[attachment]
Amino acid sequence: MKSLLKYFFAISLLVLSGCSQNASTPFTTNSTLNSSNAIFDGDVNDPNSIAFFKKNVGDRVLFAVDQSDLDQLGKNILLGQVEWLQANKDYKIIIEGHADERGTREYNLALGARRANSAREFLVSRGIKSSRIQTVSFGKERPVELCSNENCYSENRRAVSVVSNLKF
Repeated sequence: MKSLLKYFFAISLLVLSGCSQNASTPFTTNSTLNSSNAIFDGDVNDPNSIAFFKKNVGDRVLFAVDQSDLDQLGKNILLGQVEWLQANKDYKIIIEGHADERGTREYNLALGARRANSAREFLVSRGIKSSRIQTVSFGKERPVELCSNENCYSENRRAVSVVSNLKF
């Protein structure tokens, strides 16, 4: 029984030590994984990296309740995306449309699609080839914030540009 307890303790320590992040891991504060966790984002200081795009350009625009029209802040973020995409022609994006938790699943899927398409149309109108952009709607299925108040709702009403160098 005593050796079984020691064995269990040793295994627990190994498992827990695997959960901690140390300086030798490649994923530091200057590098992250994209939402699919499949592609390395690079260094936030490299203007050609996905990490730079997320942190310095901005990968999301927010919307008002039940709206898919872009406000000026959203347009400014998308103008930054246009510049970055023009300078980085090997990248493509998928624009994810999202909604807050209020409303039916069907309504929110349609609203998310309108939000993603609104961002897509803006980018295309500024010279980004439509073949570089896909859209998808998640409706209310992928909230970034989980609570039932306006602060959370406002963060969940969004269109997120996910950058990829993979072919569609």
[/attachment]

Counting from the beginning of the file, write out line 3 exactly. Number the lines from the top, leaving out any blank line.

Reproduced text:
């Protein structure tokens, strides 16, 4: 029984030590994984990296309740995306449309699609080839914030540009 307890303790320590992040891991504060966790984002200081795009350009625009029209802040973020995409022609994006938790699943899927398409149309109108952009709607299925108040709702009403160098 005593050796079984020691064995269990040793295994627990190994498992827990695997959960901690140390300086030798490649994923530091200057590098992250994209939402699919499949592609390395690079260094936030490299203007050609996905990490730079997320942190310095901005990968999301927010919307008002039940709206898919872009406000000026959203347009400014998308103008930054246009510049970055023009300078980085090997990248493509998928624009994810999202909604807050209020409303039916069907309504929110349609609203998310309108939000993603609104961002897509803006980018295309500024010279980004439509073949570089896909859209998808998640409706209310992928909230970034989980609570039932306006602060959370406002963060969940969004269109997120996910950058990829993979072919569609």